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Why some Rio residents yearn for an iron-fisted druglord

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Victor R. Caivano/AP

(Read caption) Police officers belonging to the Special Police Operations Battalion check the identity documents of a couple at the Rocinha slum in Rio de Janeiro, Brazil, Wednesday, April 4. Hundreds of police from different units are searching for the man who killed a policeman in Brazil's largest slum earlier in the day.

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A version of this post ran on the author's blog, The views expressed are the author's own.

The day after Rocinha’s police occupation last November, O Globo newspaper announced to the world on its front page that Rocinha é nossa, Rocinha is ours. However, it seems that several other groups are contesting ownership of  the South Zone’s largest and most visible favela, or slum, with an estimated population of 200,000.

According to press reports, two drug gangs are fighting over the territory, up for grabs since druglord Nem was arrested while hiding in the trunk of a car, also last November. That’s the explanation for most of the eight murders that have taken place since occupation. Robberies are also on the rise. Such crime hasn’t been seen in other pacified favelas, though there have been problems with police corruption and community relations.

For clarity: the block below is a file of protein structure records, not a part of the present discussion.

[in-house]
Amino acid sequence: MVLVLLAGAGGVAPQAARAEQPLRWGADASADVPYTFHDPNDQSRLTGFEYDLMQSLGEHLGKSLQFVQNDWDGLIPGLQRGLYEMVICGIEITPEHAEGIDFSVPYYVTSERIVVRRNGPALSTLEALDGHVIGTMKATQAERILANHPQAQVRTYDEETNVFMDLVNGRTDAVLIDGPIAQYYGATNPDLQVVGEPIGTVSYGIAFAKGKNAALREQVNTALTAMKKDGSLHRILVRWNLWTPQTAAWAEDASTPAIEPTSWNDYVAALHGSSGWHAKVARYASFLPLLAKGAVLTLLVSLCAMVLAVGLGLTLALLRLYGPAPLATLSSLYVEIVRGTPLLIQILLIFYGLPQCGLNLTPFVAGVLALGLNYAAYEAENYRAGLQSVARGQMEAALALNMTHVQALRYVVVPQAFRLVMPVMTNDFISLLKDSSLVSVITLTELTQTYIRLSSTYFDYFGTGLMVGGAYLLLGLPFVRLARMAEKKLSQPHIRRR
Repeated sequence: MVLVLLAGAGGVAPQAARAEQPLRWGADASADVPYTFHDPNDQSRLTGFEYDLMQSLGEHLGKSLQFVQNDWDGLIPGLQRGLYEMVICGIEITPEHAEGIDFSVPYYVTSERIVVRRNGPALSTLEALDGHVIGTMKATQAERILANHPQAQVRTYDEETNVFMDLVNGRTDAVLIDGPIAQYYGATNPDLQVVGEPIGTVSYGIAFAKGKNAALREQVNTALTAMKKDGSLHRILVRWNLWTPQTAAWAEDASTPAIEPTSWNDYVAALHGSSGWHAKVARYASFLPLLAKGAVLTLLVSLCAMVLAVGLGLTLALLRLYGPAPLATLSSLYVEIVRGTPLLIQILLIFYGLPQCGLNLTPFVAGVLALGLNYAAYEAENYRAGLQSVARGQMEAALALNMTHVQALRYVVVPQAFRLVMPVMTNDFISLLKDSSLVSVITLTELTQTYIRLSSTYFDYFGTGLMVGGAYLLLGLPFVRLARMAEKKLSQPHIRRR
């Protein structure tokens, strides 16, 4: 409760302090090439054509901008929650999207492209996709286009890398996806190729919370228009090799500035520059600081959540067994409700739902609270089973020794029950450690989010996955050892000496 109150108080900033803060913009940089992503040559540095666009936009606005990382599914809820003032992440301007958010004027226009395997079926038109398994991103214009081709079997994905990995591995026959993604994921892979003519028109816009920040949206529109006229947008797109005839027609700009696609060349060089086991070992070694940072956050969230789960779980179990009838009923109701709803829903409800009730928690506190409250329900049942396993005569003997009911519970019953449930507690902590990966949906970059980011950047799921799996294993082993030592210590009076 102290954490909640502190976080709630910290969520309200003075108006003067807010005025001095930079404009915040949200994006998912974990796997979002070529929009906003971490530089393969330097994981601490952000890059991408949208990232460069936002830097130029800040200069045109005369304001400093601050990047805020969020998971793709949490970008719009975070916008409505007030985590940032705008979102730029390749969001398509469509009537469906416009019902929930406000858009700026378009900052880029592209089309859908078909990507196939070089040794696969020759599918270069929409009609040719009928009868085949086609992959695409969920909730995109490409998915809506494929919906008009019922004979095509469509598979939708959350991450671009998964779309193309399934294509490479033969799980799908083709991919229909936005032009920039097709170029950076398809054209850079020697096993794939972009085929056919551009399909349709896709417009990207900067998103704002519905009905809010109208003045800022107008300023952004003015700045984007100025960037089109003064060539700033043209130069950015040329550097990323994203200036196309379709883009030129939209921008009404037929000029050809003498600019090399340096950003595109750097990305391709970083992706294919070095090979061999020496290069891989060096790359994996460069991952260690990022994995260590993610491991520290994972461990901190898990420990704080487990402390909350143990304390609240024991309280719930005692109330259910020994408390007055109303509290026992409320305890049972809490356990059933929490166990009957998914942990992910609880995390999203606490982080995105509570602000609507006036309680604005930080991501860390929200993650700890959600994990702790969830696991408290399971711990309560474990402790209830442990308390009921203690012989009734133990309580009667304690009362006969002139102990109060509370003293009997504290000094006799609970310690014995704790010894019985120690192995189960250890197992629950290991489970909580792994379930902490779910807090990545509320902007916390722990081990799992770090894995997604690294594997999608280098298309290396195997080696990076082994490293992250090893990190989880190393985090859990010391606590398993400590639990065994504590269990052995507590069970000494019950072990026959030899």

Rocinha doesn’t yet have a UPP, or police pacification unit. Each of the city’s nineteen units have been installed only after a territory is fully in control of the Rio police – certainly not the case here. Given the crime spike, some residents yearn for the return of an iron-fisted druglord.

Yet the state government is far from allowing a return to the past. This week State Public Safety Secretary José Mariano Beltrame announced that 130 new recruits will intern in Rocinha, bringing more manpower to an additional 40-man contingent and swelling the total force there to 350. Most are meant to carry out foot patrols in the favela’s alleyways.


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